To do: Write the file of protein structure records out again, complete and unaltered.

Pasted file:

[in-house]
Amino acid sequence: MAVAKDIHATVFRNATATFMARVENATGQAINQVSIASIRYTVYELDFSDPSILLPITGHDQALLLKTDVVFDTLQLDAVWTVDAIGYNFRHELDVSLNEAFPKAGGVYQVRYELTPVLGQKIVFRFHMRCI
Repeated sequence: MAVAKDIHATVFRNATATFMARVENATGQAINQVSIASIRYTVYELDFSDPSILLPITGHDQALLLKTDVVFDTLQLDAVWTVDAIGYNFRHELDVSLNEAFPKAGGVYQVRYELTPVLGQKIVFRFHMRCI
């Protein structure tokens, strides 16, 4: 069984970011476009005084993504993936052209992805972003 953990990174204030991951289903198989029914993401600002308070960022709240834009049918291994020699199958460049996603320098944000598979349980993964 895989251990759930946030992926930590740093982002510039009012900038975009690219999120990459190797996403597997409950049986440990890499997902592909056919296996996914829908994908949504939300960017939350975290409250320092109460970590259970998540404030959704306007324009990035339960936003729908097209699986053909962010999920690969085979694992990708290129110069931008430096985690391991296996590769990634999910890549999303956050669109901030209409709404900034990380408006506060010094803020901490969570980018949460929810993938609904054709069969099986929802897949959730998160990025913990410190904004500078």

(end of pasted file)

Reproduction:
[in-house]
Amino acid sequence: MAVAKDIHATVFRNATATFMARVENATGQAINQVSIASIRYTVYELDFSDPSILLPITGHDQALLLKTDVVFDTLQLDAVWTVDAIGYNFRHELDVSLNEAFPKAGGVYQVRYELTPVLGQKIVFRFHMRCI
Repeated sequence: MAVAKDIHATVFRNATATFMARVENATGQAINQVSIASIRYTVYELDFSDPSILLPITGHDQALLLKTDVVFDTLQLDAVWTVDAIGYNFRHELDVSLNEAFPKAGGVYQVRYELTPVLGQKIVFRFHMRCI
């Protein structure tokens, strides 16, 4: 069984970011476009005084993504993936052209992805972003 953990990174204030991951289903198989029914993401600002308070960022709240834009049918291994020699199958460049996603320098944000598979349980993964 895989251990759930946030992926930590740093982002510039009012900038975009690219999120990459190797996403597997409950049986440990890499997902592909056919296996996914829908994908949504939300960017939350975290409250320092109460970590259970998540404030959704306007324009990035339960936003729908097209699986053909962010999920690969085979694992990708290129110069931008430096985690391991296996590769990634999910890549999303956050669109901030209409709404900034990380408006506060010094803020901490969570980018949460929810993938609904054709069969099986929802897949959730998160990025913990410190904004500078």